And now what. Does that actually entail? So basically during a pap, a doctor or a nurse will put a speculum into the vagina and then they'll use a special stick or a soft brush to collect some cells from the outside of the cervix. It's not the most comfortable procedures, but thankfully it is done very quickly.

So now when we're talking about HPV outside of the cervix there isn't a high risk HPV test for the Volvo penis anus or throat. But if it becomes cancer, then someone might experience symptoms. So for example, penile cancer symptoms might include changes in the color or thickness of the skin of your penis.

Or a painful sore that might show up on the penis anal cancer. The symptoms for that can include anal bleeding, pain, itching, or discharge, or changes in bowel habits for Volver cancer or cancer of the Volvo symptoms can include changes in the color thickness of the skin of your vulva. And there may be chronic pain, itching, or alum.

And then for throat cancer symptoms can include a sore throat, ear pain that doesn't go away, constant coughing pain, or trouble swallowing, or breathing, weight loss, or a lump or mess in your neck. So now let's talk about prevention. There's some actually really solid ways to prevent HPV so that it doesn't have to escalate into those things like cancer that we just talked about.

So let's get down to it the best way to avoid contracting any STI is to not have sex at all. Right. That's my practicing, the old standby of abstinence, but we understand that that's not an option that everyone wants to use. So, if you are choosing to be sexually active, make sure that you are using a barrier method consistently and correctly, each time you have sex.

So barrier methods include things like internal condoms that go inside the vagina or the anus, external condoms that cover a penis or a sex toy latex gloves, or finger cots. When you're using your fingers for sexual activity dental dams, which are used for oral sex on the Volvo or the anus. And then flavored condoms, which are for oral sex on the penis.

Now, Welter BBU. My department has a lot of these items that you can get for free through our condom caravan program, which you can find the information for on our website. Now, please note, because HPV is transmitted through skin to skin, contact condoms, don't fully protect you the way they would with you are trying to prevent chlamydia gonorrhea, which are spread through the exchange of fluids.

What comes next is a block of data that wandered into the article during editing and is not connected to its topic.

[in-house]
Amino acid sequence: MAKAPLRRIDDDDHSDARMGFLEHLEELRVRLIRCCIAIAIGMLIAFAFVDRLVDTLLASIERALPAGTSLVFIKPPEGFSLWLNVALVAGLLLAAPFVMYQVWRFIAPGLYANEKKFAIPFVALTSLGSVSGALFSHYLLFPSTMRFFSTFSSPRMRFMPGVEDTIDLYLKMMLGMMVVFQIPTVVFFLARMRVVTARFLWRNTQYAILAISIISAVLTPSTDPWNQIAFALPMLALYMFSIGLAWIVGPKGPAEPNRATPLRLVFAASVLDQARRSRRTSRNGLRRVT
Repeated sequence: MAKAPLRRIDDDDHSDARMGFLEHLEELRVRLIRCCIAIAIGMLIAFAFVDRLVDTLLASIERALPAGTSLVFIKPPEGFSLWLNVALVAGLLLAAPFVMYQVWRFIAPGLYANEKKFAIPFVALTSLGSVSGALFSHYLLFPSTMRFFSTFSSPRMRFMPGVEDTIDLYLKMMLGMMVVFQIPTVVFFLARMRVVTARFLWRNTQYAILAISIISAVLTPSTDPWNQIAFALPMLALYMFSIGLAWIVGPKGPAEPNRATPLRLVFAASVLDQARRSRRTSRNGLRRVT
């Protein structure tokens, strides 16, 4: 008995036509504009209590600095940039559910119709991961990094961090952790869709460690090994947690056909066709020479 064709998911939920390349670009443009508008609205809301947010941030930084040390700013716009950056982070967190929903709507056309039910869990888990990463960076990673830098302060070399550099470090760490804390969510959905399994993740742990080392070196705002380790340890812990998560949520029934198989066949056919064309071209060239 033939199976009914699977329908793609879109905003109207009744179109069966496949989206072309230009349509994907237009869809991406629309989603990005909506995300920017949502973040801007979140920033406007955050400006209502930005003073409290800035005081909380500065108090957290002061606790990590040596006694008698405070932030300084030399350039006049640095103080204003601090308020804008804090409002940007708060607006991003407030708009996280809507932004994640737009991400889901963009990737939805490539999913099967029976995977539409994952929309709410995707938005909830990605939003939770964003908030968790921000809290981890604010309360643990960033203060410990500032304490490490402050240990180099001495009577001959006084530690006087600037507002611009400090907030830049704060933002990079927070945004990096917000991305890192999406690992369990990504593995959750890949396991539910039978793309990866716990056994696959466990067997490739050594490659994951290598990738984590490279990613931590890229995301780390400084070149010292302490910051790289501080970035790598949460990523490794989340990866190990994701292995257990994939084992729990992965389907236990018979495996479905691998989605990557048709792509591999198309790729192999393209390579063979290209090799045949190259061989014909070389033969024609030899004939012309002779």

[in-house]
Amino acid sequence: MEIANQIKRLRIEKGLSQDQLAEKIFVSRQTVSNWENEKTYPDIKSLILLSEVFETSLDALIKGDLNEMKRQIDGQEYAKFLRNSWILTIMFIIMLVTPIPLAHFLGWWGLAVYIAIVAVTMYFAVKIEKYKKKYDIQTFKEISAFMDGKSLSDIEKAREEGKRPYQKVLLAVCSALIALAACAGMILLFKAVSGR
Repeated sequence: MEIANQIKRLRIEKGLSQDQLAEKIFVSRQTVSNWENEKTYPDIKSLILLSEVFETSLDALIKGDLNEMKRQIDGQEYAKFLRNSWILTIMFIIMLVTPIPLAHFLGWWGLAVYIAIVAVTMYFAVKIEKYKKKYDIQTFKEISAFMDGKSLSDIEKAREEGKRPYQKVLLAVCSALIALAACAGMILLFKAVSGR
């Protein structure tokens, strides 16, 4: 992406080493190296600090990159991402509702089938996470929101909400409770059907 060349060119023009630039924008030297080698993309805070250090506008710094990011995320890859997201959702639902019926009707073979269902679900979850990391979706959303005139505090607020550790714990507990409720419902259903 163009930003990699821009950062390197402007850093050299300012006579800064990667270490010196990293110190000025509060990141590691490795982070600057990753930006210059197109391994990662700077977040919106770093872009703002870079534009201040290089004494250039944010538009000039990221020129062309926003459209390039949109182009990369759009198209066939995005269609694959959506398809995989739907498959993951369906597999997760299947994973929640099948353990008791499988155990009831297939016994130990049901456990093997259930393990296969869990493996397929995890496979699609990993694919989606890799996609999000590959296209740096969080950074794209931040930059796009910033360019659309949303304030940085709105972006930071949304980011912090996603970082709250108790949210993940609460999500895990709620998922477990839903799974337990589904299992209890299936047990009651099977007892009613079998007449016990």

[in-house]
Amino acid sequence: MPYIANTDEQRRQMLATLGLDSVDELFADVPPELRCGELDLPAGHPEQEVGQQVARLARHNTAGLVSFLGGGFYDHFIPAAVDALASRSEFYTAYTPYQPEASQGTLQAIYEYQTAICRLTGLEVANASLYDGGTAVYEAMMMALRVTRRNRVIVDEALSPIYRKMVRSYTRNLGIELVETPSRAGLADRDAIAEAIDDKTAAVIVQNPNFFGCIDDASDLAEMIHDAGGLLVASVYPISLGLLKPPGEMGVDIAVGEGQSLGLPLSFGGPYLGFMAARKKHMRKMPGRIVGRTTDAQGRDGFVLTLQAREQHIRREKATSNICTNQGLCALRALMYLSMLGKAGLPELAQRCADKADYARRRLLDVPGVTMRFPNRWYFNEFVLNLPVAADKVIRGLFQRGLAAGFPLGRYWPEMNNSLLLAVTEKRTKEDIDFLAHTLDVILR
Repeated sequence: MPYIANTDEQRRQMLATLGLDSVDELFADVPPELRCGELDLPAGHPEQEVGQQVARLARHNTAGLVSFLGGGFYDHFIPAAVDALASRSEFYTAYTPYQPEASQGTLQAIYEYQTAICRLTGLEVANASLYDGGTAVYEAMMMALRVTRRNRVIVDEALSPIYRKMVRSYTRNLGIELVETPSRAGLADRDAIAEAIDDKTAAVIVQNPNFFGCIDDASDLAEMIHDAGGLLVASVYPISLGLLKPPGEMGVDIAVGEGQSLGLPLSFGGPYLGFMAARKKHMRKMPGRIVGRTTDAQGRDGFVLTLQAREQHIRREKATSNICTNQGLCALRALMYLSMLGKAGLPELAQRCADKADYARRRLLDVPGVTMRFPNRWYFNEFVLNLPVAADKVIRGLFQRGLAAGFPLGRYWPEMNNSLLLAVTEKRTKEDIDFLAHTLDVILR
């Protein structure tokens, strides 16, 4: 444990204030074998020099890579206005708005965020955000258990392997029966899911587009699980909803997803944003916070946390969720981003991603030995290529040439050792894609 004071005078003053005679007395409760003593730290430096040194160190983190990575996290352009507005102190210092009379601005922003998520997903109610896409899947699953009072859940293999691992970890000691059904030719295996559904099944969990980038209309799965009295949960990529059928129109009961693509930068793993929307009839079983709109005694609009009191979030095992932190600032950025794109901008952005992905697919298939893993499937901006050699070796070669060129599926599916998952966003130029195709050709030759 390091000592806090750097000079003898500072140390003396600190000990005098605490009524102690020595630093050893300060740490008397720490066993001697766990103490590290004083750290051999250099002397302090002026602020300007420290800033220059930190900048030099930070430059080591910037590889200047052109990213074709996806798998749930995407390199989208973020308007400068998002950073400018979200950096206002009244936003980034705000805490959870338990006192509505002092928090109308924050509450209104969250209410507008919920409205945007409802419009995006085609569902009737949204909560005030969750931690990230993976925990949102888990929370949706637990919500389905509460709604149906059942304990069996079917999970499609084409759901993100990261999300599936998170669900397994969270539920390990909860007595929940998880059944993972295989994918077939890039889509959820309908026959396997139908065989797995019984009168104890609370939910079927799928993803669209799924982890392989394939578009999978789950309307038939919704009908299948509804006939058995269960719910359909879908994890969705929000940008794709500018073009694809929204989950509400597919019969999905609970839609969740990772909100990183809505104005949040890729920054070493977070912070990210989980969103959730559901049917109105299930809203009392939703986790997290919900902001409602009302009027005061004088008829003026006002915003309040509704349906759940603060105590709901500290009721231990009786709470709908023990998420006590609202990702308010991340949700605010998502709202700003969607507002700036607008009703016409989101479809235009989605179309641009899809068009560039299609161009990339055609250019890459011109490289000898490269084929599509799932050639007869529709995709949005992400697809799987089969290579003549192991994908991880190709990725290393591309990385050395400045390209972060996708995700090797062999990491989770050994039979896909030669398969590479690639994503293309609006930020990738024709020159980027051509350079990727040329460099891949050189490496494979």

But they do lower your risk. Another thing that you can do to protect yourself is to maintain regular visits with your healthcare provider. So make sure that you're getting pap smears. If you're over the age of 21 and have a cervix, and also make sure that you're getting tested for STI, you know, annually or in between partners.

And speaking of partners make sure that you're actually talking to your sexual partners about things like sexual history, getting tested and what kind of protection you want to use. And please note that sexual history is not the number of people that you have been with. I think it's really important for us to know that.

That actually tells us nothing. What's more important is what were the activities you did with previous partners, how you protected yourself, where you test it on a regular basis, all that kind of stuff. So history is not just a number. And finally, let's talk about getting vaccinated because. HPV is one of the few STS that actually has a vaccination available and it's highly effective.

So this particular vaccine that people can get as young as the age of nine years old, and people up to the age of 45 are actually eligible to receive the vaccine. Now, if you're between the ages of 15 and 45, the vaccine is delivered in three separate shots over a period of six months. If you're under the age of 15, you actually only need to get.

Two shots. The current most common vaccine is called Gardasil nine and it protects against you guessed it nine different strains of HPV, including types 16 and 18, which are the two types that cause about 80% of cervical cancer cases types six and 11 that cause 90% of genital warts. And another five types, which are 31 33 45, 52 and 58 that can lead to cancer of the cervix anus, vulva, vagina, penis, or throat.

So there are probably some folks that see this vaccine as controversial because HPV is a sexually transmitted infection and that we're giving it to young people, you know, at as early as nine years of age. But in truth, the vaccine is actually most effective. If you get it long before you start having sex.

So it's a good idea to get it when you're young. There was also a lot of talk. When this vaccine was released that getting, it would encourage young people to have more sex or to start having sex at a younger age. But actually numerous studies have been conducted that have shown that this is not the case.

The vaccine did not encourage young people to have sex. It actually just protects them from genital warts and cancer and adulthood. Now, if you currently have an HPV infection, the vaccine can't treat it but it can help protect you from contracting the other types that it does prevent. And the good thing is that many health insurance companies cover the cost of the vaccine because I believe.

Without insurance it'll cost about $250 per injection. But if you have health insurance check with them, they probably cover it. It's also available for a low at low or no cost at your local health department or planned Parenthood. And finally, please note that this shot is for everyone regardless of gender.

When it was first released, it seemed to be only. Available for women, but now it is available for everyone. So I encourage you. If you're interested in getting vaccinated for HPV, that you look into it and talk with your doctor about it.

All right, then. Well, that about wraps it up for me and this edition of a Wellbeing Wednesdays. I appreciate you all taking the time to listen to this little podcast of ours and we will catch you next time.